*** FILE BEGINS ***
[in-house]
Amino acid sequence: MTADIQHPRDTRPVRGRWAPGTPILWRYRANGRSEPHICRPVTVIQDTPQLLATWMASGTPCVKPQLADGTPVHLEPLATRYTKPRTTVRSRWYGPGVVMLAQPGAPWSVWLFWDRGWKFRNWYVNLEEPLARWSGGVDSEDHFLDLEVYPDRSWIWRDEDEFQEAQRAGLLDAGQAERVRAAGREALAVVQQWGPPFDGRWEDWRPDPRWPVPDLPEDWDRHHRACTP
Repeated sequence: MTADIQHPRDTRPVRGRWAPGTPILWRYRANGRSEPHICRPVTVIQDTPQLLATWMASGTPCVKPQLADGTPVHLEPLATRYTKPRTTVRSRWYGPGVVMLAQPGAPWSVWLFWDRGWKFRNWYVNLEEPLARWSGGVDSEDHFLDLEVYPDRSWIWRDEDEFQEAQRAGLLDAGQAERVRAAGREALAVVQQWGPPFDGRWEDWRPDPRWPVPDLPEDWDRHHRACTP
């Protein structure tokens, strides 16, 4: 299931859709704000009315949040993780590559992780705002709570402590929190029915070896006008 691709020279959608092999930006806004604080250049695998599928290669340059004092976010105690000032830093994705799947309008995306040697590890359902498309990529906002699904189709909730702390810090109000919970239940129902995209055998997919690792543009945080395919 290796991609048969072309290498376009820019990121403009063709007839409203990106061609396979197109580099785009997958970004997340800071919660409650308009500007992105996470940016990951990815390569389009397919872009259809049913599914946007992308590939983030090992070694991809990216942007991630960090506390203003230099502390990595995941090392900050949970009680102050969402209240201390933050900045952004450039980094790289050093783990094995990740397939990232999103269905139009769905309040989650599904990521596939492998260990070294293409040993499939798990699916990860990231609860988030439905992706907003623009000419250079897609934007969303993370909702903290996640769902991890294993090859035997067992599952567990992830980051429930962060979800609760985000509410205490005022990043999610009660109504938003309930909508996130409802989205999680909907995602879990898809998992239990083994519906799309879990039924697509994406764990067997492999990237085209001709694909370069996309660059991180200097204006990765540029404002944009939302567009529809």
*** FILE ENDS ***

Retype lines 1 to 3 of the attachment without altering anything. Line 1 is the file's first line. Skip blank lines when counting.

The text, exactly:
[in-house]
Amino acid sequence: MTADIQHPRDTRPVRGRWAPGTPILWRYRANGRSEPHICRPVTVIQDTPQLLATWMASGTPCVKPQLADGTPVHLEPLATRYTKPRTTVRSRWYGPGVVMLAQPGAPWSVWLFWDRGWKFRNWYVNLEEPLARWSGGVDSEDHFLDLEVYPDRSWIWRDEDEFQEAQRAGLLDAGQAERVRAAGREALAVVQQWGPPFDGRWEDWRPDPRWPVPDLPEDWDRHHRACTP
Repeated sequence: MTADIQHPRDTRPVRGRWAPGTPILWRYRANGRSEPHICRPVTVIQDTPQLLATWMASGTPCVKPQLADGTPVHLEPLATRYTKPRTTVRSRWYGPGVVMLAQPGAPWSVWLFWDRGWKFRNWYVNLEEPLARWSGGVDSEDHFLDLEVYPDRSWIWRDEDEFQEAQRAGLLDAGQAERVRAAGREALAVVQQWGPPFDGRWEDWRPDPRWPVPDLPEDWDRHHRACTP